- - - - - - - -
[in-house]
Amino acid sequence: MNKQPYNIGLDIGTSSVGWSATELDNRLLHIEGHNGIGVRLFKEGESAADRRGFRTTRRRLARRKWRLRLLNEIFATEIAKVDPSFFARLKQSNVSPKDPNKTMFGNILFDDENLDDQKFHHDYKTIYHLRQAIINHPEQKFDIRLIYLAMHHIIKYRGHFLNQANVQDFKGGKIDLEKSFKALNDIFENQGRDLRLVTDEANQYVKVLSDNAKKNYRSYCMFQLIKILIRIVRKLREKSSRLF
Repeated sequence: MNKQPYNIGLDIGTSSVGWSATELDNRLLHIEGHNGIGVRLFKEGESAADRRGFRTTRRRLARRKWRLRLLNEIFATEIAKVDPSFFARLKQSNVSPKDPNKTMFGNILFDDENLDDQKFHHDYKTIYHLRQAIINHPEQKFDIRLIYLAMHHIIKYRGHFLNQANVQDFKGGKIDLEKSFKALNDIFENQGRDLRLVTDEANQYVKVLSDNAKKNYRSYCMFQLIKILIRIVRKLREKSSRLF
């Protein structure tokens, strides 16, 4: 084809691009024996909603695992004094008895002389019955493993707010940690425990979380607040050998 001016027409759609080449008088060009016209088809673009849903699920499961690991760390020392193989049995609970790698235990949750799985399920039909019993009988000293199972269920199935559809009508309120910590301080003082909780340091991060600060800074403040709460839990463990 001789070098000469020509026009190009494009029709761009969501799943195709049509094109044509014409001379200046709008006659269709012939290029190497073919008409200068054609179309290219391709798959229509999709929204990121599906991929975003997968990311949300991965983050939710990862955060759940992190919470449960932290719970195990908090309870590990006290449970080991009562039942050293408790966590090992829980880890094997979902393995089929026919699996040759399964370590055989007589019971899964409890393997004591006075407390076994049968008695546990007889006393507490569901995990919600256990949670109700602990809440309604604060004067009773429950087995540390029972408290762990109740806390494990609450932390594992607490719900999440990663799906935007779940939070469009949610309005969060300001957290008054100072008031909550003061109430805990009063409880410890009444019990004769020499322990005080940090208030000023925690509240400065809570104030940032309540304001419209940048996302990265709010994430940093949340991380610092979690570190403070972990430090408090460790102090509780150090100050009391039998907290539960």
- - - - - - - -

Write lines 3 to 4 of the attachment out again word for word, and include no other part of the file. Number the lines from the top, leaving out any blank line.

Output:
Repeated sequence: MNKQPYNIGLDIGTSSVGWSATELDNRLLHIEGHNGIGVRLFKEGESAADRRGFRTTRRRLARRKWRLRLLNEIFATEIAKVDPSFFARLKQSNVSPKDPNKTMFGNILFDDENLDDQKFHHDYKTIYHLRQAIINHPEQKFDIRLIYLAMHHIIKYRGHFLNQANVQDFKGGKIDLEKSFKALNDIFENQGRDLRLVTDEANQYVKVLSDNAKKNYRSYCMFQLIKILIRIVRKLREKSSRLF
């Protein structure tokens, strides 16, 4: 084809691009024996909603695992004094008895002389019955493993707010940690425990979380607040050998 001016027409759609080449008088060009016209088809673009849903699920499961690991760390020392193989049995609970790698235990949750799985399920039909019993009988000293199972269920199935559809009508309120910590301080003082909780340091991060600060800074403040709460839990463990 001789070098000469020509026009190009494009029709761009969501799943195709049509094109044509014409001379200046709008006659269709012939290029190497073919008409200068054609179309290219391709798959229509999709929204990121599906991929975003997968990311949300991965983050939710990862955060759940992190919470449960932290719970195990908090309870590990006290449970080991009562039942050293408790966590090992829980880890094997979902393995089929026919699996040759399964370590055989007589019971899964409890393997004591006075407390076994049968008695546990007889006393507490569901995990919600256990949670109700602990809440309604604060004067009773429950087995540390029972408290762990109740806390494990609450932390594992607490719900999440990663799906935007779940939070469009949610309005969060300001957290008054100072008031909550003061109430805990009063409880410890009444019990004769020499322990005080940090208030000023925690509240400065809570104030940032309540304001419209940048996302990265709010994430940093949340991380610092979690570190403070972990430090408090460790102090509780150090100050009391039998907290539960």